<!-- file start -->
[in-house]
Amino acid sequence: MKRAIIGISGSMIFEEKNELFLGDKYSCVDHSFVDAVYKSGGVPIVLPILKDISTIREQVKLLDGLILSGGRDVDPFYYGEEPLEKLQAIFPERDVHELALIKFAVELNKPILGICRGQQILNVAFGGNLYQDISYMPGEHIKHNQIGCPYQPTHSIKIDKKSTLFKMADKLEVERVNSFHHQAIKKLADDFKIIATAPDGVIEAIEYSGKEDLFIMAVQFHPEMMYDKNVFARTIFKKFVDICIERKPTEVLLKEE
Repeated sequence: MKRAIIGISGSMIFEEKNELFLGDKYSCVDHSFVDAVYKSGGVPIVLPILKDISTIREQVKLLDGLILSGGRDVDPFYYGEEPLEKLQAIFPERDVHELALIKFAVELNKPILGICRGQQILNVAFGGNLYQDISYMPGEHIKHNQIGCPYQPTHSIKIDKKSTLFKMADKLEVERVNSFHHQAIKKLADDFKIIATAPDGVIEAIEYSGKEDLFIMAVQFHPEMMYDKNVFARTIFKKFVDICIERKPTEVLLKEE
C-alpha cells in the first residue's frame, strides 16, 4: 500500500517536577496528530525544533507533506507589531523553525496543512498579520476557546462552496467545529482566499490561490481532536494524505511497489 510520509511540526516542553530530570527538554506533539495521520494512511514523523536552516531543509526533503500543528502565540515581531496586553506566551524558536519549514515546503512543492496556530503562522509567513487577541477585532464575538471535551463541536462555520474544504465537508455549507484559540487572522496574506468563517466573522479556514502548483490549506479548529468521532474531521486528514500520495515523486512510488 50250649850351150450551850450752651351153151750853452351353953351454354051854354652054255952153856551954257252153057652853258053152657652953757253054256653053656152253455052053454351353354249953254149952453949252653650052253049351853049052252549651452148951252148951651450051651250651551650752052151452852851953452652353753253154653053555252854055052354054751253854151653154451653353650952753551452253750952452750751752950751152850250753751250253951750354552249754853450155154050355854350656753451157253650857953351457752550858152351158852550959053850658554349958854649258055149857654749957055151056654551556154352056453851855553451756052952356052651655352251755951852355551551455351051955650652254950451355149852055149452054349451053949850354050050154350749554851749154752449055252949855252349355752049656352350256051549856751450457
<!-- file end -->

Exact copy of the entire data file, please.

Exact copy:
[in-house]
Amino acid sequence: MKRAIIGISGSMIFEEKNELFLGDKYSCVDHSFVDAVYKSGGVPIVLPILKDISTIREQVKLLDGLILSGGRDVDPFYYGEEPLEKLQAIFPERDVHELALIKFAVELNKPILGICRGQQILNVAFGGNLYQDISYMPGEHIKHNQIGCPYQPTHSIKIDKKSTLFKMADKLEVERVNSFHHQAIKKLADDFKIIATAPDGVIEAIEYSGKEDLFIMAVQFHPEMMYDKNVFARTIFKKFVDICIERKPTEVLLKEE
Repeated sequence: MKRAIIGISGSMIFEEKNELFLGDKYSCVDHSFVDAVYKSGGVPIVLPILKDISTIREQVKLLDGLILSGGRDVDPFYYGEEPLEKLQAIFPERDVHELALIKFAVELNKPILGICRGQQILNVAFGGNLYQDISYMPGEHIKHNQIGCPYQPTHSIKIDKKSTLFKMADKLEVERVNSFHHQAIKKLADDFKIIATAPDGVIEAIEYSGKEDLFIMAVQFHPEMMYDKNVFARTIFKKFVDICIERKPTEVLLKEE
C-alpha cells in the first residue's frame, strides 16, 4: 500500500517536577496528530525544533507533506507589531523553525496543512498579520476557546462552496467545529482566499490561490481532536494524505511497489 510520509511540526516542553530530570527538554506533539495521520494512511514523523536552516531543509526533503500543528502565540515581531496586553506566551524558536519549514515546503512543492496556530503562522509567513487577541477585532464575538471535551463541536462555520474544504465537508455549507484559540487572522496574506468563517466573522479556514502548483490549506479548529468521532474531521486528514500520495515523486512510488 50250649850351150450551850450752651351153151750853452351353953351454354051854354652054255952153856551954257252153057652853258053152657652953757253054256653053656152253455052053454351353354249953254149952453949252653650052253049351853049052252549651452148951252148951651450051651250651551650752052151452852851953452652353753253154653053555252854055052354054751253854151653154451653353650952753551452253750952452750751752950751152850250753751250253951750354552249754853450155154050355854350656753451157253650857953351457752550858152351158852550959053850658554349958854649258055149857654749957055151056654551556154352056453851855553451756052952356052651655352251755951852355551551455351051955650652254950451355149852055149452054349451053949850354050050154350749554851749154752449055252949855252349355752049656352350256051549856751450457